Russia’s campaign to justify an increasingly likely invasion of Ukraine became more blatant over the past few weeks. Moscow has used diplomacy, disinformation, and cyber operations to set the stage for a Kremlin-directed provocation that could be denied or framed as legitimate.
With more than 100,000 troops near Ukraine’s border, Russia is trying to create a crisis that would make a military offensive look like defense. Is Russia succeeding?
Russian diplomats this month have sat down with multiple US delegations, NATO officials, and representatives of the Organization for Security and Cooperation in Europe (OSCE). All of the discussions centered on Moscow’s demands, and all of them failed to de-escalate tension.
Russia’s recent hacks are part of a broader set of plausibly deniable and short-of-war offensives meant to aggravate the conflict.
With a potential war in Ukraine as leverage, the Kremlin has insisted that NATO reverse much of its post-Cold War development and restore Moscow’s sphere of influence. Russia’s proposed agreement would give it a veto over NATO expansion, roll back the alliance’s military infrastructure to its 1997 boundaries, and prohibit NATO from positioning offensive strike weapons near Russia. NATO unsurprisingly rejected these demands, and Russia’s talks with the United States and the OSCE resulted in “a dead end,” according to one of Moscow’s lead negotiators.
Russia tailored its proposals to be non-starters, entering discussions that were predetermined to fail in order to claim it had tried diplomacy and to paint the West as “arrogant, unyielding, and uncompromising.” These diplomatic exercises were used to discredit de-escalatory options and legitimize the use of force as a potential means to resolve the conflict.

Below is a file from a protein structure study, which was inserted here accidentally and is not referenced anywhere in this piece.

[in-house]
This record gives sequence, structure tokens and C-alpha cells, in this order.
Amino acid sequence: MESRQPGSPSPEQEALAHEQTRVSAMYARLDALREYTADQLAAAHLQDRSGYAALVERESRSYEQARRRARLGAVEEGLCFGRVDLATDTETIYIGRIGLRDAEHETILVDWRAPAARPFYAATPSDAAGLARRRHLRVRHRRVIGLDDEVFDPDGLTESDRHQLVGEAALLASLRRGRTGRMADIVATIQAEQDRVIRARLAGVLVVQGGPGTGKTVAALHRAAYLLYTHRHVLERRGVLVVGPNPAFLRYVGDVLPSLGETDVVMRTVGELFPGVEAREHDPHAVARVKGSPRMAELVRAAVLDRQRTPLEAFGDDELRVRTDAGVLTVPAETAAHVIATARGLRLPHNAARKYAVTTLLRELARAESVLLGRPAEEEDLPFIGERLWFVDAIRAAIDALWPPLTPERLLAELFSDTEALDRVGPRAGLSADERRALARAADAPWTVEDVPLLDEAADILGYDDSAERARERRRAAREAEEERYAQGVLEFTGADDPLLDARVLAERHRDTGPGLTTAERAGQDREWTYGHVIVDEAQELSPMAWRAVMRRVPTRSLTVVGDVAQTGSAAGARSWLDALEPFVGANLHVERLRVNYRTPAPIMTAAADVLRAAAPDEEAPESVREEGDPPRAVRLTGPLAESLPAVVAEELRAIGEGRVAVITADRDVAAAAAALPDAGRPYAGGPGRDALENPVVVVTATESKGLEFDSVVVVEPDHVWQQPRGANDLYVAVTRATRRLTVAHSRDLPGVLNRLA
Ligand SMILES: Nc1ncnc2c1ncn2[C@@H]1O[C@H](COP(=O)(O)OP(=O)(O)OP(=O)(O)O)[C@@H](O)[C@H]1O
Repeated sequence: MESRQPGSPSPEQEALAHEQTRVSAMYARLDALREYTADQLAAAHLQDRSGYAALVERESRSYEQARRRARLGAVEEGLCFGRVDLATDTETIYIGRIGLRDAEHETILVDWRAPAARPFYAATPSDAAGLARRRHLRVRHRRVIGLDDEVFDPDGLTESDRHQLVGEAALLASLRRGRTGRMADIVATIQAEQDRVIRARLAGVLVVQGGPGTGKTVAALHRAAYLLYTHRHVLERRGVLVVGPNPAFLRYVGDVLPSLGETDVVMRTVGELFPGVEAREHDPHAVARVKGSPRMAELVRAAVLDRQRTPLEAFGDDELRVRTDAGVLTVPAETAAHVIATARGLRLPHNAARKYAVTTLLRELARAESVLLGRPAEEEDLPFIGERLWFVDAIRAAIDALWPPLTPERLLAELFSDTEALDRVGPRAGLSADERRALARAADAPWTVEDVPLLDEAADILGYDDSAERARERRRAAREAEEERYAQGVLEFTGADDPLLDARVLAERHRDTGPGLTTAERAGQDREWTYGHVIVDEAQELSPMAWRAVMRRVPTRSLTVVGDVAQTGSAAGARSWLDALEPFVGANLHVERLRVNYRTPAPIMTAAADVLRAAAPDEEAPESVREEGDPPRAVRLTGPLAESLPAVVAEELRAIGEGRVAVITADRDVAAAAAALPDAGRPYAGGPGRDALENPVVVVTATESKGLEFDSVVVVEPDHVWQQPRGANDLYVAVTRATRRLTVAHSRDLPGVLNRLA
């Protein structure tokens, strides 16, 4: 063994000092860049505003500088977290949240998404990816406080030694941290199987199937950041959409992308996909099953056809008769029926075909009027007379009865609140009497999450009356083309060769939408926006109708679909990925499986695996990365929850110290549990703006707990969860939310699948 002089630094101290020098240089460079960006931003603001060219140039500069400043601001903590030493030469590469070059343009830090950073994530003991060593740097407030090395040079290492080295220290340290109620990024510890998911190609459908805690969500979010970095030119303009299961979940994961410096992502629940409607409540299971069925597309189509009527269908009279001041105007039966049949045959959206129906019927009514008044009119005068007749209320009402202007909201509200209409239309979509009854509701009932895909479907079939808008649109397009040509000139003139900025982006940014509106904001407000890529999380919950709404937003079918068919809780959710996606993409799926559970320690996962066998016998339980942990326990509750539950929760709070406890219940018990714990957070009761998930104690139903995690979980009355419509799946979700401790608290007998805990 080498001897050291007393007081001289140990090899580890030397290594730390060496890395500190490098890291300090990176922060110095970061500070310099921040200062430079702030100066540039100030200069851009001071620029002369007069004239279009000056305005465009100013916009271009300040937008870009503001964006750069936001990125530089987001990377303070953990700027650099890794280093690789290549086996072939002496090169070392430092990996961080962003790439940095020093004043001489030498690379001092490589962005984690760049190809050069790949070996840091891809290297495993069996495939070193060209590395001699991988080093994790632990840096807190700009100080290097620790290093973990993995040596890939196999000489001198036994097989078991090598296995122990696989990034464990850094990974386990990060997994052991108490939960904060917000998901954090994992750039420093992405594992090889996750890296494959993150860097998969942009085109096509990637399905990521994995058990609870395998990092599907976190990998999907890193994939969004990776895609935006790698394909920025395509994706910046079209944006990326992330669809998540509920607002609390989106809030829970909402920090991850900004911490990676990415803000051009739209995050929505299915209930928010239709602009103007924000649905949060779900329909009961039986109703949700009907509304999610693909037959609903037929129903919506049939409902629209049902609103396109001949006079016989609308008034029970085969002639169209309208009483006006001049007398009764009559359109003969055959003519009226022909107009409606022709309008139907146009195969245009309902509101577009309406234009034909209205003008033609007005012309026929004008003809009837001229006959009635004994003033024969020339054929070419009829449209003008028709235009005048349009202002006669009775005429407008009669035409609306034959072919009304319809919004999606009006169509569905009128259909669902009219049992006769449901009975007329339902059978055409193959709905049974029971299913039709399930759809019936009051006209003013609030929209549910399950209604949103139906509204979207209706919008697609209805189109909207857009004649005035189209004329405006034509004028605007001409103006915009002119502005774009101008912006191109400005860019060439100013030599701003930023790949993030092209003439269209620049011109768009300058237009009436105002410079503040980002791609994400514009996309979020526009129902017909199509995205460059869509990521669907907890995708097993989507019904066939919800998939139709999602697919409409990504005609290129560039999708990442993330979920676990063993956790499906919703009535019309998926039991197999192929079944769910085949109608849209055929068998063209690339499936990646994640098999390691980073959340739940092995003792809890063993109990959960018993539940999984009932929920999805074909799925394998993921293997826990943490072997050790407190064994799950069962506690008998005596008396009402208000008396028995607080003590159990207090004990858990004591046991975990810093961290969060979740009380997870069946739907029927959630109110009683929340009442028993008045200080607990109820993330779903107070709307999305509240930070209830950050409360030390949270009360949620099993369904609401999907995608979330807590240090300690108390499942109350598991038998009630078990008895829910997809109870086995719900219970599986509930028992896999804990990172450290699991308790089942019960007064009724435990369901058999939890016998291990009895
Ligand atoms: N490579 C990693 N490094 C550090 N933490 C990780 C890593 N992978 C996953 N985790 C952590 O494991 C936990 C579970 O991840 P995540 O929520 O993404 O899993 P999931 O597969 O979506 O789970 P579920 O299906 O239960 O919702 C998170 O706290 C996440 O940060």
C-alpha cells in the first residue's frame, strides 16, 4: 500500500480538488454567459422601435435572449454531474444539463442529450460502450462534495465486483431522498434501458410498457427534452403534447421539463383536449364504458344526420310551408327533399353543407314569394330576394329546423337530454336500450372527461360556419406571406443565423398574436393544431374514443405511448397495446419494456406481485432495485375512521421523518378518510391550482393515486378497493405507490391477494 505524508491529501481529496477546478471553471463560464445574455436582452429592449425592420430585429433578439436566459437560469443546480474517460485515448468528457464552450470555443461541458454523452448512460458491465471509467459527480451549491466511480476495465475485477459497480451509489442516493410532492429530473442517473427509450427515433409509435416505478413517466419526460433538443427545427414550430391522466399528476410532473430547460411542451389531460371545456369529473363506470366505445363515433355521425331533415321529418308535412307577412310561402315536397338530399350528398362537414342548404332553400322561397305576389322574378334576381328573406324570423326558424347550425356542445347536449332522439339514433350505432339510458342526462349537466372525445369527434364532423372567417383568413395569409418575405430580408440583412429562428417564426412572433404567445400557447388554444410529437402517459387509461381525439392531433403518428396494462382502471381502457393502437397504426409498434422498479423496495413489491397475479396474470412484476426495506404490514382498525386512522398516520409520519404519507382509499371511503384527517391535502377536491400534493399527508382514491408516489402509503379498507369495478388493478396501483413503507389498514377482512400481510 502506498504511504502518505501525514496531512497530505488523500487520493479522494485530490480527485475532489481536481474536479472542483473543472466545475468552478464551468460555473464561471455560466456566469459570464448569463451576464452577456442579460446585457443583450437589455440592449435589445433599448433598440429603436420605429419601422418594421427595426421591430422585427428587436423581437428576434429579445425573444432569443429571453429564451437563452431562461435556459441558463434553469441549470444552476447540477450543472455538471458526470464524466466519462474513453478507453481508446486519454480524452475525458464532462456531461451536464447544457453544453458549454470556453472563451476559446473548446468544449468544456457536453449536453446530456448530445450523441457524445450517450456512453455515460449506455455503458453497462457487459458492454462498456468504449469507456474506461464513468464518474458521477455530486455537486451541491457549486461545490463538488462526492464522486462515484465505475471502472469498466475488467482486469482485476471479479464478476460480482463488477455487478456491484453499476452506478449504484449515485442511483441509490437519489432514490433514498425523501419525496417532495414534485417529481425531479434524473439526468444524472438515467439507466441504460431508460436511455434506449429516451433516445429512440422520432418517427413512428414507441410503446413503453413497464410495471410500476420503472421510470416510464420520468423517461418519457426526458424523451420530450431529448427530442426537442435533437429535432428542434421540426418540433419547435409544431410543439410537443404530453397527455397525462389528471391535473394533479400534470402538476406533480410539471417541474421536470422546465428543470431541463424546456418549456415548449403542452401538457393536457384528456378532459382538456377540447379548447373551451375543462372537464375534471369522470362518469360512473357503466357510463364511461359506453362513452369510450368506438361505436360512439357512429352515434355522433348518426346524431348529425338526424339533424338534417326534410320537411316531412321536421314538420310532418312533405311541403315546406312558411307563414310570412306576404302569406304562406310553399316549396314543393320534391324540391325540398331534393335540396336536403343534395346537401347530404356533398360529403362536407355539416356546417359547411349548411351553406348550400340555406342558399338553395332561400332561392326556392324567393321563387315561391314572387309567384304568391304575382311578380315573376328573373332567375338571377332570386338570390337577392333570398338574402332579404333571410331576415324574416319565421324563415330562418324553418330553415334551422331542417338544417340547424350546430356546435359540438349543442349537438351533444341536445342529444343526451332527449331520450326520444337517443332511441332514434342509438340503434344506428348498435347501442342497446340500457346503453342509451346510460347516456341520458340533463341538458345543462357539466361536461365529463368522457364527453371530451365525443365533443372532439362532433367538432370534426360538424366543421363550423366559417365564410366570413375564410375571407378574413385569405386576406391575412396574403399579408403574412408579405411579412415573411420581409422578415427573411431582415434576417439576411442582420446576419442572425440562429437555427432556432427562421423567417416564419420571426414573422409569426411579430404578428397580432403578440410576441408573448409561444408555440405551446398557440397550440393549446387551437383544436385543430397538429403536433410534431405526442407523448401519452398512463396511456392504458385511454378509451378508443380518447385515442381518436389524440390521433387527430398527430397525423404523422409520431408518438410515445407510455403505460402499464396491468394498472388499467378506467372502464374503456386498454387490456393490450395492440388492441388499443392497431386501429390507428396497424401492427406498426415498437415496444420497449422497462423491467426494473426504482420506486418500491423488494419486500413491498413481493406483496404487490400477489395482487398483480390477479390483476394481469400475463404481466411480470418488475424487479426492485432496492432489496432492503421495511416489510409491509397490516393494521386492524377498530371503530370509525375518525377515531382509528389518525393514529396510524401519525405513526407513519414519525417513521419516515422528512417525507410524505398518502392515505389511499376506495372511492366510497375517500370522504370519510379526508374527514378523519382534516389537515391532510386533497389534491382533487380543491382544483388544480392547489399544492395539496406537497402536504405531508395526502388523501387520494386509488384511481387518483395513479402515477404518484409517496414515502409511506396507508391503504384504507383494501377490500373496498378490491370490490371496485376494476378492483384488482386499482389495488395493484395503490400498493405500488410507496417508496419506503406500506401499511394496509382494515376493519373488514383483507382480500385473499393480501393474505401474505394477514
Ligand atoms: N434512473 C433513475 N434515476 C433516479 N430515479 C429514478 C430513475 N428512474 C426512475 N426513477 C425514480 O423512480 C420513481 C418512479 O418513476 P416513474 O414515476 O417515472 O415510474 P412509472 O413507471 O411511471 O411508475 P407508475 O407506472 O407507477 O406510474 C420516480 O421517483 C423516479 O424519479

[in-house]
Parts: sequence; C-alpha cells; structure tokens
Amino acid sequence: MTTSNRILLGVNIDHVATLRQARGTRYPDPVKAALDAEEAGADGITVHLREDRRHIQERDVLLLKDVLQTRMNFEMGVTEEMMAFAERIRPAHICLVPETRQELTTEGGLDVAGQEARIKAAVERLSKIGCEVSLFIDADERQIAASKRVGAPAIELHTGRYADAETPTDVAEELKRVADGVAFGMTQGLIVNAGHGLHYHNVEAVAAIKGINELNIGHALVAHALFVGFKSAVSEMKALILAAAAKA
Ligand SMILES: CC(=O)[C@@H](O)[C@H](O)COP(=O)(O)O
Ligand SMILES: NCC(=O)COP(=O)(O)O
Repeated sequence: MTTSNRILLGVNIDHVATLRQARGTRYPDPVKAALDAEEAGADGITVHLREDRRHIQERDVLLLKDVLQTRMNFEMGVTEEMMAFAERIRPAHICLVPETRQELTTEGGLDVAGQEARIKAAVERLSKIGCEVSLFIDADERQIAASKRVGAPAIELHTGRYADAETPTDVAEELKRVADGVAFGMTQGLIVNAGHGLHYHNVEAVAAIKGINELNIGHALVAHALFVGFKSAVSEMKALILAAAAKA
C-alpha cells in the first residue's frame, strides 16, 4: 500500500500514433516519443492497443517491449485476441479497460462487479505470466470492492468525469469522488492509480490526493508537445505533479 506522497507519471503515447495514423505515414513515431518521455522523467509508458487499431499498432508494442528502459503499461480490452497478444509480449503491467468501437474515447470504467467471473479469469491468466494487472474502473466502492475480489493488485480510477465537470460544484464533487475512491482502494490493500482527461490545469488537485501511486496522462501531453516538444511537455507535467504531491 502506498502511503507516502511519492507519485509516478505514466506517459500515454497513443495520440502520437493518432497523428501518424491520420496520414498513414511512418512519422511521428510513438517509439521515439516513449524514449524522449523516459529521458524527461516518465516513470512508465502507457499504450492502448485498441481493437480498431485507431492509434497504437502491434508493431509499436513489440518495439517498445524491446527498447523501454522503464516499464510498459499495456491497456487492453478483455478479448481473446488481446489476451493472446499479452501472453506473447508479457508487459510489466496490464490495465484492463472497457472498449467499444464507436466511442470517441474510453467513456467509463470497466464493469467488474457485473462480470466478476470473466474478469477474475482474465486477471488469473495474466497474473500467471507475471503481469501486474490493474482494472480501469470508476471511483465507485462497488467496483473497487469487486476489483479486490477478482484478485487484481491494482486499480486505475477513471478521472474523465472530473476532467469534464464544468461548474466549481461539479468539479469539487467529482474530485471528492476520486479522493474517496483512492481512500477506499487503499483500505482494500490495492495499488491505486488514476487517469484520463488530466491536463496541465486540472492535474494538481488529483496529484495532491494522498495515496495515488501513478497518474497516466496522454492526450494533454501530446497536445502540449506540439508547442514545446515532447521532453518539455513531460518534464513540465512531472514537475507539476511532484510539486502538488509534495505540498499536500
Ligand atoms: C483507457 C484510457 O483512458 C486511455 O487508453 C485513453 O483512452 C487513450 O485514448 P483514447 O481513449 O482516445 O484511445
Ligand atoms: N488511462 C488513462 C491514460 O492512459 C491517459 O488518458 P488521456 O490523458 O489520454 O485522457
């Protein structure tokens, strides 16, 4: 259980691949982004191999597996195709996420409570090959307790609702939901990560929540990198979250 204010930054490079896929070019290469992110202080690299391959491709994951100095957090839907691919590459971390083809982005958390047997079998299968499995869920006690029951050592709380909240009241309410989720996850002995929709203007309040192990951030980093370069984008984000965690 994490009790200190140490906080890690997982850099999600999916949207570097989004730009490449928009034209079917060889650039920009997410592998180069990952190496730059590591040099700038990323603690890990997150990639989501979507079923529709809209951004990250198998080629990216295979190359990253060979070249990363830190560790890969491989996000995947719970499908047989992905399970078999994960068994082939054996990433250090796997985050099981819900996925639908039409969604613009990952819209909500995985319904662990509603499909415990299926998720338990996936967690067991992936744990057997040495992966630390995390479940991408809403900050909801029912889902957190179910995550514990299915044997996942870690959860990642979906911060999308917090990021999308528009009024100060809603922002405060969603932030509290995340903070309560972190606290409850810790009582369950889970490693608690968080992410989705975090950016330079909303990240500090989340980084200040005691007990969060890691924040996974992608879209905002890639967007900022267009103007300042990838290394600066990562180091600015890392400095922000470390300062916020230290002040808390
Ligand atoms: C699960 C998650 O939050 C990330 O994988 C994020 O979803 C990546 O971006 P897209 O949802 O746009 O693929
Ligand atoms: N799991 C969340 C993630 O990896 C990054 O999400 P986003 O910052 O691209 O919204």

THE DISINFORMATION CAMPAIGN
On Jan. 14, 2022, US officials warned that Russia was “laying the groundwork” to create “a pretext” to intensify the conflict in Ukraine. Moscow is spreading disinformation about an imminent Ukrainian attack on Russian forces, and the Kremlin has even sent operatives to attack its own proxy groups in Ukraine, the White House said.
Russian officials have been setting expectations for a false flag operation for over a month. On Dec. 2, 2021, Russia’s Federal Security Service (FSB) claimed to have stopped three Ukrainian agents in Russia who were planning a terrorist attack. In late Dec. 2021, Defense Minister Sergei Shoigu said that US mercenaries are preparing a chemical weapon attack in eastern Ukraine. And last week, Foreign Ministry spokeswoman Maria Zakharova said that the United States and Ukraine could stage a provocation ahead of the Winter Olympics in China. These narratives, which disinformation sites linked to Russian intelligence have amplified, are meant to lend the Kremlin a degree of deniability if it decides to fire the first shots of a renewed war.